I recently wrote a post on how to search for candidates on Facebook where I featured all of Facebook’s “built-in” search capabilities. Shortly after publishing the article, I received a question from one of my regular readers asking why I did not include searching Facebook using the site: query modifier (as Google calls it), also known as X-Ray search.

It was a solid question, and the answer is that I purposefully did not include it in my “searching for candidates on Facebook” post, as I wanted to focus on the highest ROI search methods.  I’ve taken cracks at Facebook with the X-Ray search technique, and I’ve never been very pleased with the results. Facebook’s site architecture certainly doesn’t make it easy to X-Ray like LinkedIn and Twitter.

However, while Facebook isn’t very “X-Rayable,” you CAN get SOME relevant results from searching Facebook with the site: query modifier. What you’ll see below is a series of videos (my first!) of me driving through my attempts to X-Ray into Facebook. Continue reading

How to Search For Candidates on Facebook

If you’ve been reading my blog for a while now, you already know I am a fan of highly searchable, “deep” sources of human capital data. Unfortunately,  Facebook isn’t deep on professional data nor is it very searchable. When it comes to social media/networking sites, nothing comes close to LinkedIn when it comes to the “searchability” and depth of professional information that can be retrieved and analyzed. However, sourcers and recruiters can not and should not ignore the 130M+/monthly unique U.S. visitors to Facebook, so I am dedicating this post on how to search for them.

While there are actually many different angles you can take when attempting to search for talent on Facebook, I am going to focus on what I think are the 3 highest ROI methods: Coworker search, Profile search, and Yahoo’s linkdomain search. Continue reading

Human Capital Data Analysts – Sourcing Samurai

What’s The Sexiest Job in Recruiting?

I recently read this excellent post on the Google blog written by Jonathan Rosenberg, SVP, Product Management at Google, and I was especially excited to read this:

“Hal Varian likes to say that the sexy job in the next ten years will be statisticians. After all, who would have guessed that computer engineers would be the cool job of the 90s? When every business has free and ubiquitous data, the ability to understand it and extract value from it becomes the complimentary scarce factor. It leads to intelligence, and the intelligent business is the successful business, regardless of its size. Data is the sword of the 21st century, those who wield it well, the Samurai.”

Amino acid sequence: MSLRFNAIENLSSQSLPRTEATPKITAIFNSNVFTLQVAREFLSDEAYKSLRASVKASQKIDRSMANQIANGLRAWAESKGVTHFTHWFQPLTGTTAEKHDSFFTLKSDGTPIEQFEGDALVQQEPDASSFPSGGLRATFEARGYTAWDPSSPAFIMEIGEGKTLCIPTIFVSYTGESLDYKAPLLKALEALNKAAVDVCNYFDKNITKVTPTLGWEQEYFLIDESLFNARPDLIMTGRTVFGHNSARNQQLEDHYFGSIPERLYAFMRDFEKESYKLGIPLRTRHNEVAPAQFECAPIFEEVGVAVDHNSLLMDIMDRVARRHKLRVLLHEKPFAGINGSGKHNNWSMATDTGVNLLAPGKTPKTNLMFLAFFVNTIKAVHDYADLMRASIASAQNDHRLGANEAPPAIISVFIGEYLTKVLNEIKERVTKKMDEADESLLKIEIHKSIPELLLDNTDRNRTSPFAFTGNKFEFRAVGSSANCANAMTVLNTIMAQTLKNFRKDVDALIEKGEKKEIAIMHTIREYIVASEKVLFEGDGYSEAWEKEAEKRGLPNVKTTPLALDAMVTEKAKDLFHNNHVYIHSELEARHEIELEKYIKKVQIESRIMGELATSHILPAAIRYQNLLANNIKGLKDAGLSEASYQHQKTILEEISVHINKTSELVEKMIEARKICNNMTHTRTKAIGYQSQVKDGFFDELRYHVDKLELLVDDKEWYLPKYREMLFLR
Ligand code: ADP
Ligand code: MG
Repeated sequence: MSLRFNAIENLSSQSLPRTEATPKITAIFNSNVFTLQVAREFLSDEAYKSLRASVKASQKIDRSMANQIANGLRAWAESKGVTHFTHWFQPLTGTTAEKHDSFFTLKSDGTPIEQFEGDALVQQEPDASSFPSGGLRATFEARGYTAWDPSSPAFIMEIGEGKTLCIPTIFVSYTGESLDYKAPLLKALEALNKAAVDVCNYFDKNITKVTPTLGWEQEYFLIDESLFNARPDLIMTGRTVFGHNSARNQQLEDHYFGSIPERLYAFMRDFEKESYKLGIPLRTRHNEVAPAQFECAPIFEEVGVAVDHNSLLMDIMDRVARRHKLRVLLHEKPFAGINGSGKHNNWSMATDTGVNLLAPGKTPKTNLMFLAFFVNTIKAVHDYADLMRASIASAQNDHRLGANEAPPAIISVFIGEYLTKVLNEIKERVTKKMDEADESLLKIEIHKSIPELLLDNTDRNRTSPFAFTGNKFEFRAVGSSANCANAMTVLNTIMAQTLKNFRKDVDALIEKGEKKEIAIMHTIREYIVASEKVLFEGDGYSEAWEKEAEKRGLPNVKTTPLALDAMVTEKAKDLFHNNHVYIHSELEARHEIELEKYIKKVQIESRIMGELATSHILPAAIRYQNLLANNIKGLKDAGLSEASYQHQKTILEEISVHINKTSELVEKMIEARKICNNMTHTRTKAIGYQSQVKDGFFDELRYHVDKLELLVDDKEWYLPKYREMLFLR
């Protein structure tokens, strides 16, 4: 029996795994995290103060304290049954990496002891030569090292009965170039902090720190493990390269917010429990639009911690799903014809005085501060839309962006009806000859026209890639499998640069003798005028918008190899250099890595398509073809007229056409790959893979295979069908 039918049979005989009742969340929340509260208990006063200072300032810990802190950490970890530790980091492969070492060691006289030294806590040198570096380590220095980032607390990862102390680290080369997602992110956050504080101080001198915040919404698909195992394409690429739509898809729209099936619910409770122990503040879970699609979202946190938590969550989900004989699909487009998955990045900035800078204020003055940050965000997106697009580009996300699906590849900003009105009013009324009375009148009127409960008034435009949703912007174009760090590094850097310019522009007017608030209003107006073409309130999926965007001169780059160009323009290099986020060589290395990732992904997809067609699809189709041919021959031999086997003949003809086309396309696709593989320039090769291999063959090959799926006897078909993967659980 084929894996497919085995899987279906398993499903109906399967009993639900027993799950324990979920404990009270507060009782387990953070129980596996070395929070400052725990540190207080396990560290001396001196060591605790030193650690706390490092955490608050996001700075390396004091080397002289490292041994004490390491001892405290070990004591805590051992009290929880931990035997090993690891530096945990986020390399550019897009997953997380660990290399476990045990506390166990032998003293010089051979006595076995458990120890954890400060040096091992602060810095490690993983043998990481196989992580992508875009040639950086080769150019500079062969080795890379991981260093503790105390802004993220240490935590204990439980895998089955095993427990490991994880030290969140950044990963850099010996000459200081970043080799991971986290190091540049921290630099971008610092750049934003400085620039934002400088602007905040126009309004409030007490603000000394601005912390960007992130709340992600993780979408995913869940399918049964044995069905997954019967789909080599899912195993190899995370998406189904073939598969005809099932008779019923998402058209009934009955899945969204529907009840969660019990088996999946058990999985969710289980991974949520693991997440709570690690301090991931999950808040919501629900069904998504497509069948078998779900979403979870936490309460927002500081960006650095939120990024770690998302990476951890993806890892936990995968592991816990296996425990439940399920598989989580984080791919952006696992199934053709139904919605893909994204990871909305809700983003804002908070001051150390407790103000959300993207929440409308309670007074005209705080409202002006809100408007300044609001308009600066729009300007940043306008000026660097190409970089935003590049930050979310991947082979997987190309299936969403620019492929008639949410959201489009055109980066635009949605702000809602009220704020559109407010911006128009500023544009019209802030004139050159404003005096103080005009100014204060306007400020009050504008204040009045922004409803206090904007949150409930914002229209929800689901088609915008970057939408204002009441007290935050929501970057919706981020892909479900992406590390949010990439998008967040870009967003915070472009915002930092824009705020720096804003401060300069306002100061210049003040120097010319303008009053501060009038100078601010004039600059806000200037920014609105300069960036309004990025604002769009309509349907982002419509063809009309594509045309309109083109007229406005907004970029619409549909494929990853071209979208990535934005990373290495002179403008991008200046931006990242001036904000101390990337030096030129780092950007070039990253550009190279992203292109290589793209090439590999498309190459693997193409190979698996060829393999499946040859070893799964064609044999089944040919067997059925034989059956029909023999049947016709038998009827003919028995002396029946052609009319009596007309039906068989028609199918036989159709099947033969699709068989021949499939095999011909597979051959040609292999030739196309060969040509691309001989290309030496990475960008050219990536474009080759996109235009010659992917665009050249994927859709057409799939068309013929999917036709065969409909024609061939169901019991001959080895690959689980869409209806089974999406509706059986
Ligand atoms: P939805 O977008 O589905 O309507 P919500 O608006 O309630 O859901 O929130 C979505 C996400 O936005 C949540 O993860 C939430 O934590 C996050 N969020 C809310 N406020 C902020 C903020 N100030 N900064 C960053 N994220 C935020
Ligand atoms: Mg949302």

Hal Varian gets it.

Google gets it.

So Why Don’t People in Recruiting and HR?

What am I talking about? That the ability to understand and extract value from data (human capital data in recruiting) is the scarce factor and it leads to intelligence and success in business.


This post was originally published in March 2009 – when pretty much no one read my blog. now that I have a few more readers, I’ve decided to modify and update the original post, which you can read here.

Is Candidate Sourcing Dead?

Why Do Some People Think Sourcing is Dead?

Some people believe sourcing is a dying function because it is relatively easy to identify and find information on a large number of people using the Internet and social media.

What’s Really Happening

First it was Internet search engines. Then it was the job board resume databases. Now it’s social media and social networking. What’s really happening here is that more information about more people is becoming available electronically every day – it started slowly at first, and has accelerated over time.

More and More Easily Accessible Data = More Problems

There is no arguing that the Internet, job boards, and now social media applications have given the masses easy access to more human capital data. However, having more access to more data actually exacerbates the sourcing and recruiting function. Essentially, the haystack has gotten larger and continues to grow. Last time I checked, when that happens, it doesn’t make anyone’s job who’s looking for a needle any easier. Continue reading

LinkedIn Poll: Job Boards More Effective for Getting Jobs

Job Boards vs. Social Media – which is more effective at helping people get jobs?

At least for now, statistics appear to support that job boards are either more widely used to find jobs, or simply more effective at landing people jobs than social networking sites.

According to a recent LinkedIn poll, 4310 people responded and 22% of the respondents used a major (Monster, Careerbuilder, ec.) or niche job board (Dice, The Ladders, etc.) to find their last job vs. 6% who indicated that they landed their last job through the use of a social networking site (LinkedIn, Facebook, etc.).